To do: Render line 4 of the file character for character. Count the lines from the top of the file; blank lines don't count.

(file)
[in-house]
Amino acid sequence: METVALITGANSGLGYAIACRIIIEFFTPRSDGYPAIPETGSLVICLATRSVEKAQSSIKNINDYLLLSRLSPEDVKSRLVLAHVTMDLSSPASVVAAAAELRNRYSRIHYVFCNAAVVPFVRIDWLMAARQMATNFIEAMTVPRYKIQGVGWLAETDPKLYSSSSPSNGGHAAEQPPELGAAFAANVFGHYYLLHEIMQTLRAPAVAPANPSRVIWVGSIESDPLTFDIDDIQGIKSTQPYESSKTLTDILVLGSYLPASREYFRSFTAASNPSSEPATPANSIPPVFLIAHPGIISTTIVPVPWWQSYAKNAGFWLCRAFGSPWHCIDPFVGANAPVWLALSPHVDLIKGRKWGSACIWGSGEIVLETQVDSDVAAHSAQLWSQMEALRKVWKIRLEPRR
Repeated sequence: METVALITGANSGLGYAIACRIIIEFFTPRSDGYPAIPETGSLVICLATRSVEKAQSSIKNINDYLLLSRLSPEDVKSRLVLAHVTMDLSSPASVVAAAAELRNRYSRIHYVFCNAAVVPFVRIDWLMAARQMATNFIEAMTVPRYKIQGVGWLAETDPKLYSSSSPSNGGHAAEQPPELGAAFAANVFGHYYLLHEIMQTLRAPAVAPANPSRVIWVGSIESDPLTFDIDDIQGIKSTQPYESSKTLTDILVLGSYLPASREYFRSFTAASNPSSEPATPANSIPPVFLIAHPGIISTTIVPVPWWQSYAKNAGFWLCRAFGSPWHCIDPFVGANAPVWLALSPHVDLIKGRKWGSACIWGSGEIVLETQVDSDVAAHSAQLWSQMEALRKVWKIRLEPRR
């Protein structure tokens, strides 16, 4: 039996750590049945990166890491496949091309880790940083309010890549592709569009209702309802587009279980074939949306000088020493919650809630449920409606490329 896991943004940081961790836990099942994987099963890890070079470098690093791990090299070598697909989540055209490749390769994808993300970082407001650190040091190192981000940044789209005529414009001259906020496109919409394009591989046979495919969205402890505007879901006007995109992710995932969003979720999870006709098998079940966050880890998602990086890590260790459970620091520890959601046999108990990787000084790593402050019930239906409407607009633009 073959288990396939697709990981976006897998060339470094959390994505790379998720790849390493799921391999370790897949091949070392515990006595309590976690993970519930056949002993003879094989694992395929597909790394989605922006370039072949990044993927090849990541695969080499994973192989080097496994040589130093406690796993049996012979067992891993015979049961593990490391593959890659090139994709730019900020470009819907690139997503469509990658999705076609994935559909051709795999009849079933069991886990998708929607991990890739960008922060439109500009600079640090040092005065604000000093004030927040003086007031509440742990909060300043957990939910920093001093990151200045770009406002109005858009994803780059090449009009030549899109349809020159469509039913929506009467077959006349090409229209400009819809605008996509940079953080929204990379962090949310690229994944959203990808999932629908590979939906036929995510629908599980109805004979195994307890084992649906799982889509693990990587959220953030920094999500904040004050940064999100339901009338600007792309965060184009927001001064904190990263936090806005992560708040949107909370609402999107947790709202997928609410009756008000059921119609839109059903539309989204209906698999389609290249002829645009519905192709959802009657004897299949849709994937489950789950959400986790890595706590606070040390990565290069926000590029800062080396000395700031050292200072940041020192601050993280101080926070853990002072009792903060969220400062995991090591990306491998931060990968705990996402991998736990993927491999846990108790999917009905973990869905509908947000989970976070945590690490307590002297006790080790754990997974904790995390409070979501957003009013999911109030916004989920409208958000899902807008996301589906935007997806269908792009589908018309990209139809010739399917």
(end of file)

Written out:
């Protein structure tokens, strides 16, 4: 039996750590049945990166890491496949091309880790940083309010890549592709569009209702309802587009279980074939949306000088020493919650809630449920409606490329 896991943004940081961790836990099942994987099963890890070079470098690093791990090299070598697909989540055209490749390769994808993300970082407001650190040091190192981000940044789209005529414009001259906020496109919409394009591989046979495919969205402890505007879901006007995109992710995932969003979720999870006709098998079940966050880890998602990086890590260790459970620091520890959601046999108990990787000084790593402050019930239906409407607009633009 073959288990396939697709990981976006897998060339470094959390994505790379998720790849390493799921391999370790897949091949070392515990006595309590976690993970519930056949002993003879094989694992395929597909790394989605922006370039072949990044993927090849990541695969080499994973192989080097496994040589130093406690796993049996012979067992891993015979049961593990490391593959890659090139994709730019900020470009819907690139997503469509990658999705076609994935559909051709795999009849079933069991886990998708929607991990890739960008922060439109500009600079640090040092005065604000000093004030927040003086007031509440742990909060300043957990939910920093001093990151200045770009406002109005858009994803780059090449009009030549899109349809020159469509039913929506009467077959006349090409229209400009819809605008996509940079953080929204990379962090949310690229994944959203990808999932629908590979939906036929995510629908599980109805004979195994307890084992649906799982889509693990990587959220953030920094999500904040004050940064999100339901009338600007792309965060184009927001001064904190990263936090806005992560708040949107909370609402999107947790709202997928609410009756008000059921119609839109059903539309989204209906698999389609290249002829645009519905192709959802009657004897299949849709994937489950789950959400986790890595706590606070040390990565290069926000590029800062080396000395700031050292200072940041020192601050993280101080926070853990002072009792903060969220400062995991090591990306491998931060990968705990996402991998736990993927491999846990108790999917009905973990869905509908947000989970976070945590690490307590002297006790080790754990997974904790995390409070979501957003009013999911109030916004989920409208958000899902807008996301589906935007997806269908792009589908018309990209139809010739399917």